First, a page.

Tuesday, June 16, 2009
NORTH HEAD LIGHTHOUSE, DISMAL NITCH, CLAMSHELL RAILROAD, AND FORT COLUMBIA
Today, we waited for cloud cover to burn off and headed for North Head Lighthouse built on a point north of the mouth of the river. Congress authorized the light house because Ship's Captains could not detect the light from Cape Disappointment Lighthouse, located closer to the Columbia River's mouth. The smaller lighthouse sometimes gets winds at 169 MPH and waves pound the cliffs, besetting it with a wrathful beauty.
The whole coastal area is a mixture of private land and Lewis and Clark National Park. Signs along the way point to where they spotted a dead whale, killed a vulture, where they were caught in an awful storm at Dismal Nitch. Wet and rotting and hungry but incapable of navigating the horrible waters to the opposite side of the Columbia they held out for six days barely able to cling to the driftwood and rocks. The point of their ordeal is marked as well as other important places.
Maps for the well groomed walking and biking trails are everywhere. Treat yourself to spectacular views, then remember the company hacking its way through the heavy growth of brush, ferns, and unfriendly grasping blackberry vines. Or glance over at Chinook Creek and imagine no road, no cars, just the Indians pulling in with their canoes full of salmon.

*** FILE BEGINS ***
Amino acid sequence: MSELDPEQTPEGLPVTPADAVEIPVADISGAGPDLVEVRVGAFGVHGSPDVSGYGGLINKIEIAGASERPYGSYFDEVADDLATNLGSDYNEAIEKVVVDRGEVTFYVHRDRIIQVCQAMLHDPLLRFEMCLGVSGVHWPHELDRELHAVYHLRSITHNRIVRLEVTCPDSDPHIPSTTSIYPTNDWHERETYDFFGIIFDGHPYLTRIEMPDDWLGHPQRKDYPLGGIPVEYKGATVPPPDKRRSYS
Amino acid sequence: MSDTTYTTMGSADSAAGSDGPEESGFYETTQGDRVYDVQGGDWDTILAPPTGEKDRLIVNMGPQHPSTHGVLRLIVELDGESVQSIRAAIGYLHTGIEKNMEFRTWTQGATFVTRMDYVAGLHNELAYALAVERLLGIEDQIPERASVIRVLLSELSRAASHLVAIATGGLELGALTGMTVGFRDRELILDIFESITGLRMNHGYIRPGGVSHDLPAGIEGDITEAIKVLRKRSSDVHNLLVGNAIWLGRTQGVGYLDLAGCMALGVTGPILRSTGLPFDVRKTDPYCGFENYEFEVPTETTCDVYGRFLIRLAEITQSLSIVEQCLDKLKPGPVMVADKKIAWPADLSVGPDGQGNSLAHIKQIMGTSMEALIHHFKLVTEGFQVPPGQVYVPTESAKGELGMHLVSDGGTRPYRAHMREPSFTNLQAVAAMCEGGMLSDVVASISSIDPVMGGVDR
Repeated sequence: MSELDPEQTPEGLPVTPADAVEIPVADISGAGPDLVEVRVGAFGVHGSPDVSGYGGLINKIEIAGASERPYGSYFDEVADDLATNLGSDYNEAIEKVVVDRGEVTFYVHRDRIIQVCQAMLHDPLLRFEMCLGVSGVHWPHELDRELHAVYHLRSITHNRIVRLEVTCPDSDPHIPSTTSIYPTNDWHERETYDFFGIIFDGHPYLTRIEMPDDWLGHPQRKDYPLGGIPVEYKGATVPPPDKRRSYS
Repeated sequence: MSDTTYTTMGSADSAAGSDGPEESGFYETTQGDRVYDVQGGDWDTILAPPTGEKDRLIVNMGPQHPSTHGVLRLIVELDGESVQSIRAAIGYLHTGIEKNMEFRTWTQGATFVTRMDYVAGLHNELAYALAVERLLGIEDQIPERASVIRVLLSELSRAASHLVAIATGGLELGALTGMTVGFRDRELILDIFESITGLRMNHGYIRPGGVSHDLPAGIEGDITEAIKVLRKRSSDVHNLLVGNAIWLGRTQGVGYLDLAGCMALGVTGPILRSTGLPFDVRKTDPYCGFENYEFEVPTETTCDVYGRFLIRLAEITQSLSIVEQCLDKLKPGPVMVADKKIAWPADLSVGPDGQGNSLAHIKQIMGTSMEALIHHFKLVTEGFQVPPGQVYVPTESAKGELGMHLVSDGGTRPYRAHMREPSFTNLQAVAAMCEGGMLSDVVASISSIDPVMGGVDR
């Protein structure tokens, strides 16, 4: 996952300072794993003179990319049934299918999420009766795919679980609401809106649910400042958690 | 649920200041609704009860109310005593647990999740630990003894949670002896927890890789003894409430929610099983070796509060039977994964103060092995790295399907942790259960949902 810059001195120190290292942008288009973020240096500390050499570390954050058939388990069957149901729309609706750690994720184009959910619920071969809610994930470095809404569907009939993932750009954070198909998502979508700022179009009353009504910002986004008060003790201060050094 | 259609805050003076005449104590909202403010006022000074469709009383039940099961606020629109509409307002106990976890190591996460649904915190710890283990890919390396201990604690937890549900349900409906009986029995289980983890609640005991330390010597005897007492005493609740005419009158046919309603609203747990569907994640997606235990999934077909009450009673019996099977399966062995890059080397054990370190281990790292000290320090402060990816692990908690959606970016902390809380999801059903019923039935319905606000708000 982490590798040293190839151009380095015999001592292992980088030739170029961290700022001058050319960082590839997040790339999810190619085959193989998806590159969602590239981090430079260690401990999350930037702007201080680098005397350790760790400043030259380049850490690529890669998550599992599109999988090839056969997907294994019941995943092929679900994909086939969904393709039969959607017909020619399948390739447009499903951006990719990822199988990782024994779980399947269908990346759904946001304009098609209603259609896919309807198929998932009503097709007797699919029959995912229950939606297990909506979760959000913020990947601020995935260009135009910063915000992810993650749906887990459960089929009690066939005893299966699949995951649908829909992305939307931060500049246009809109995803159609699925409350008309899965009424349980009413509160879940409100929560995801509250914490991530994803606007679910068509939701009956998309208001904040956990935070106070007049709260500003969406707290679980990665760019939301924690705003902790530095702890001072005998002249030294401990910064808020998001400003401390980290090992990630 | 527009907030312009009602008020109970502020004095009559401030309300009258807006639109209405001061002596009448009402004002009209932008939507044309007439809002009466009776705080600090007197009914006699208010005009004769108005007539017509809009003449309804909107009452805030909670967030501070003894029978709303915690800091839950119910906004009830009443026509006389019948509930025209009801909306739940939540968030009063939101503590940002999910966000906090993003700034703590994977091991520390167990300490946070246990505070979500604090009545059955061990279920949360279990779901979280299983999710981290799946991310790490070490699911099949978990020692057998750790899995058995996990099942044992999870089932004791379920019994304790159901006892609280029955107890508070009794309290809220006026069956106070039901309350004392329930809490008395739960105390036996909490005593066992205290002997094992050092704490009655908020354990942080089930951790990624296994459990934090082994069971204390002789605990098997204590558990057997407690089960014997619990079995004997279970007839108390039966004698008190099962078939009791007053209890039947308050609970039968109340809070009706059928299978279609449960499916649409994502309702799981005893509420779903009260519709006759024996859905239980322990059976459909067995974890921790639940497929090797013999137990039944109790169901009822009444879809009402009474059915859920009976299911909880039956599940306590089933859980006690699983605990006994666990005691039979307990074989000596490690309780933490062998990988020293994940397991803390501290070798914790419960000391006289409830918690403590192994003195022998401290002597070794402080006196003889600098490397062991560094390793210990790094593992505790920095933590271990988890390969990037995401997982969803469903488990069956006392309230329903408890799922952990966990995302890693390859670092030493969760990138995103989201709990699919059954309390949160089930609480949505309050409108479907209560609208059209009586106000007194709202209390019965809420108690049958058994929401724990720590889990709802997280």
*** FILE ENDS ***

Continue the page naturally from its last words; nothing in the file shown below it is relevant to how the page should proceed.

We pulled into the little fishing town of Ilwaco, WA. To visit the Columbia Pacific Heritage Museum. It tells the story of Long Beach from the far reaches of the peninsula at Oysterville, a town that survived totally on its oyster harvest, (until they depleted them) to Ilwaco. One little town between Oysterville and Ilwaco had a population of 35 that swelled to 3,000 during oyster season. The "Clam Shell Railroad" was so named because steamers could only reach the wharf after the tide was in mid-flood. Departures were successively later over a months time, forcing their schedule to abide by the tides. (We'll visit the peninsula later in the week.)
We stopped at Fort Columbia, with the most intact fort buildings of the three Columbia River Forts. Interesting interpretive center, five miles of forested hiking trails that wind all through the beautiful woods and the old battery. Built in 1869, it was the most important outpost in the Northwest. Like a small city with the Ord Battery, housing, store, recreation center and its own boats, the fort was used up until WWII.